Matching its school's reputation as an eclectic university, the Stanford football team that will meet Wisconsin on Saturday in the Rose Bowl is an eclectic group.

To wit:

* Its Biletnikoff Award-winning wide receiver Troy Walters, who is working on a master's degree in sociology, probably would not be at Stanford if his father didn't have an office next to now-Stanford coach Tyrone Willingham's when both were on the Minnesota Vikings coaching staff.

* Freshman running back Kerry Carter hails from Canada, an unlikely hotbed of American football, and all but one game of his final high school season was canceled because of a teachers strike.

* Randy Fasani, the nation's No. 1 quarterback recruit in 1997, has played inside linebacker and on special teams and remains the Cardinal's third-string quarterback.

* Outside linebacker and long snapper John Sande is the son of John Sande, the starting center for Heisman Trophy winner Jim Plunkett on the 1970 Stanford team that won the Rose Bowl.

* Defensive line coach Dave Tipton was a member of that 1970 Stanford team's famed "Thunderchickens" defense.

This heterogeneous group from 27 states has blended together, improving from 3-8 in 1998 to 8-3 this season, Willingham's fourth at Stanford but the first since 1971 in which the Cardinal has won an outright Pacific-10 Conference championship.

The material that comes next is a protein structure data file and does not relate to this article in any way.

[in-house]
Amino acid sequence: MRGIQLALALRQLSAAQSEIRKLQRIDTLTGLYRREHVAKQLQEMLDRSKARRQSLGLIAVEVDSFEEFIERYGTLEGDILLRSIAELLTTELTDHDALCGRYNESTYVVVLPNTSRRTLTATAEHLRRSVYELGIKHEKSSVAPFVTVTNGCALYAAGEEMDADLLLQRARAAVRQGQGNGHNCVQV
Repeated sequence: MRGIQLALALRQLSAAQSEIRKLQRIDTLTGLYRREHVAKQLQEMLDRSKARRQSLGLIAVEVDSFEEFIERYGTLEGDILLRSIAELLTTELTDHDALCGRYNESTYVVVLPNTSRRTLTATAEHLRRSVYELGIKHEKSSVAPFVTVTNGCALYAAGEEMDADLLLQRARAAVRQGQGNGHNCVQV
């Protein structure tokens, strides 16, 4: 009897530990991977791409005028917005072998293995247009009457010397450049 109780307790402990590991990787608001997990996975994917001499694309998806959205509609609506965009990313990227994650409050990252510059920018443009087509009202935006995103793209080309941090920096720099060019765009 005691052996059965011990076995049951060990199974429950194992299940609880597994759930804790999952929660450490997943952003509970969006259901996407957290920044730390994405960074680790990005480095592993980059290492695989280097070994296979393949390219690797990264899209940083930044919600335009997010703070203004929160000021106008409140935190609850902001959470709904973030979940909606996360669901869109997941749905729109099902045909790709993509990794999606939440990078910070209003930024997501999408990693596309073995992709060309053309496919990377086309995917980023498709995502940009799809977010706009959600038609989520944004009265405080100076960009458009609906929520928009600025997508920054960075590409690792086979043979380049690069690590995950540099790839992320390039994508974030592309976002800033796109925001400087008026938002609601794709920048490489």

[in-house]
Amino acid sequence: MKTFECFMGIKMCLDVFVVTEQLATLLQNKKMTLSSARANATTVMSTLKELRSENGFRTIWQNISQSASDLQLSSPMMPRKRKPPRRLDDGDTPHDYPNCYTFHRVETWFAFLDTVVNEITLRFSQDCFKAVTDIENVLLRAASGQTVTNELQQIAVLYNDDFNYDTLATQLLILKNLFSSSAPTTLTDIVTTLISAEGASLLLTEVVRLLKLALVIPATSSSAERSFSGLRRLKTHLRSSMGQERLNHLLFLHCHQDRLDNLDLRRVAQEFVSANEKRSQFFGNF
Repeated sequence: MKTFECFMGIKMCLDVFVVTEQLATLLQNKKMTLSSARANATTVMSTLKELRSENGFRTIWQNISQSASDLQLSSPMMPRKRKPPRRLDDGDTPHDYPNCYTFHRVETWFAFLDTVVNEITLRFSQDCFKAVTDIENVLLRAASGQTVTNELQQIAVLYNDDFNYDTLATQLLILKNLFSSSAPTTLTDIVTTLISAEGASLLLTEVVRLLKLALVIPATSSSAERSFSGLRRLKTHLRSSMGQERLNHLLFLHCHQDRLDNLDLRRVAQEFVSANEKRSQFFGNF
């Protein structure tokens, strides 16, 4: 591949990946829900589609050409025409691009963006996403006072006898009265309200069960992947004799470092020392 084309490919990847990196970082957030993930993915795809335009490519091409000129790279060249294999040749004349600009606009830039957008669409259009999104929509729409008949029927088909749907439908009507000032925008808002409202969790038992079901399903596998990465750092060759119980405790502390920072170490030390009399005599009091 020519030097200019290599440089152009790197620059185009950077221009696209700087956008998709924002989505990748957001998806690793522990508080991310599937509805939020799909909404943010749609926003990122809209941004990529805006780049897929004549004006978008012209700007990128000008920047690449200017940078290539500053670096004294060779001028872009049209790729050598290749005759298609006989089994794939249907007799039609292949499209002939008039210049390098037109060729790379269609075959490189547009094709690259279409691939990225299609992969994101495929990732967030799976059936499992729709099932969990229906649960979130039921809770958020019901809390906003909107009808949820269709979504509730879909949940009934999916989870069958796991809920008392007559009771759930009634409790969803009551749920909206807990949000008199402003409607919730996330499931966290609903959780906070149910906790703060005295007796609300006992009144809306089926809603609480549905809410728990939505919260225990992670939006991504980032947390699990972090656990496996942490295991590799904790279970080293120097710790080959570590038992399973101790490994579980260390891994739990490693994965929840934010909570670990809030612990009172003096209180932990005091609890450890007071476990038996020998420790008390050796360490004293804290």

"The common denominator is what Coach Willingham has brought--the hard work and believing in one another," Walters said. "Everybody on this team has had to overcome a lot. A lot of schools passed up a lot of these guys. That's brought us together. The doubt from the outside world--them saying we can't do anything has brought us closer. . . . We all realize we have to play as a team [because] we don't have enough athletes and talent to play as individuals. If we play as a team and collectively and everything comes together, we're a tough team to beat."

That desire for togetherness has raised some potentially interesting possibilities concerning several top players who are injured but might play Saturday anyway.

Walters suffered a dislocated right wrist during Tuesday's practice, but on Thursday was musing about the possibility of suiting up and making at least a cameo appearance. Today, he was the focus on perhaps wishful comments from Willingham, who said, "We're still hoping he'll be able to play."